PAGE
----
This type of listening is not just for recognizing problems as they occur, but also for productively collaborating in a way that anticipates and plans, addressing “issues” before they even become “problems.” Ken Grady of Seytlines has recently bemoaned the emphasis on the reactive, failure-based culture of much legal training. When we talk about listening, it needs to be stressed that listening is not just for recognizing problems but also anticipating and preventing them. Thus, this type of advanced business listening will sense opportunities ready to be created: The client pitch that can involve multiple teams. The contribution that a lawyer or team can make to a new representation. The lunch meeting that can launch a new collaboration within the firm.

For this kind of collaborative, anticipatory checklist, meeting face-to-face at strategic points is part of what Gawande recommends, along with prompting all members of the team to contribute in a constructive way. (Thus a regular law-firm meeting stuffed with top-down lecturing and cursory Q&A wouldn’t really count. Likewise an open-ended venting session with no particular goal is not what he is talking about.)  I am certain that many healthy law firms use practices consistent with what Gawande recommends, whether they are intentionally implementing a checklist-based management theory or not.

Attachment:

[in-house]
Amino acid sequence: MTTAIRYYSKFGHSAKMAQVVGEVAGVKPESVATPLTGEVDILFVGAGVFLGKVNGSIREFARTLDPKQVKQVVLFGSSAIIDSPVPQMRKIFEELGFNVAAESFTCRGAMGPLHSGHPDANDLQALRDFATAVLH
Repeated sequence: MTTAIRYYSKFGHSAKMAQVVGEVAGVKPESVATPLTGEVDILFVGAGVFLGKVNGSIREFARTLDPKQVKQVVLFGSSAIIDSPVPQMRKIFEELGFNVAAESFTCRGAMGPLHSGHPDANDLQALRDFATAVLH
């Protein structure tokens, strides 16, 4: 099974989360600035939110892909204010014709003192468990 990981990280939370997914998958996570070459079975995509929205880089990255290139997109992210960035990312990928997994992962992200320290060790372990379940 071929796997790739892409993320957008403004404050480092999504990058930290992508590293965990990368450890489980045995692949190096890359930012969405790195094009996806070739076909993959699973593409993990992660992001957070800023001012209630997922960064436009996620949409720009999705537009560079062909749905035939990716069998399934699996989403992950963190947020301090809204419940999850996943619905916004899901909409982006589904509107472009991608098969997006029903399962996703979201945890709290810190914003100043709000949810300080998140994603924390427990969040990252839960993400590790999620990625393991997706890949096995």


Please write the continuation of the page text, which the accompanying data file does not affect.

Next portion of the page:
It would be interesting to hear more from readers about checklists for law-firm management, and more broadly how listening may play a role in law firms’ strategic planning and management. And even more broadly still, how can law firms and lawyers, and law schools as well, respond to the challenge of Dean Wu’s article on why law firms fail?

If you are really interested in checklists, here is the link to a 4-part series I wrote on checklists as a tool for legal project management. That series was more about being a smart and good lawyer in the nuts-and-bolts sense—which, as Dean Wu pointed out, is not quite enough to maintain a successful law firm.

 Thanks to Joe Fore of the University of Virginia for providing feedback on an earlier draft.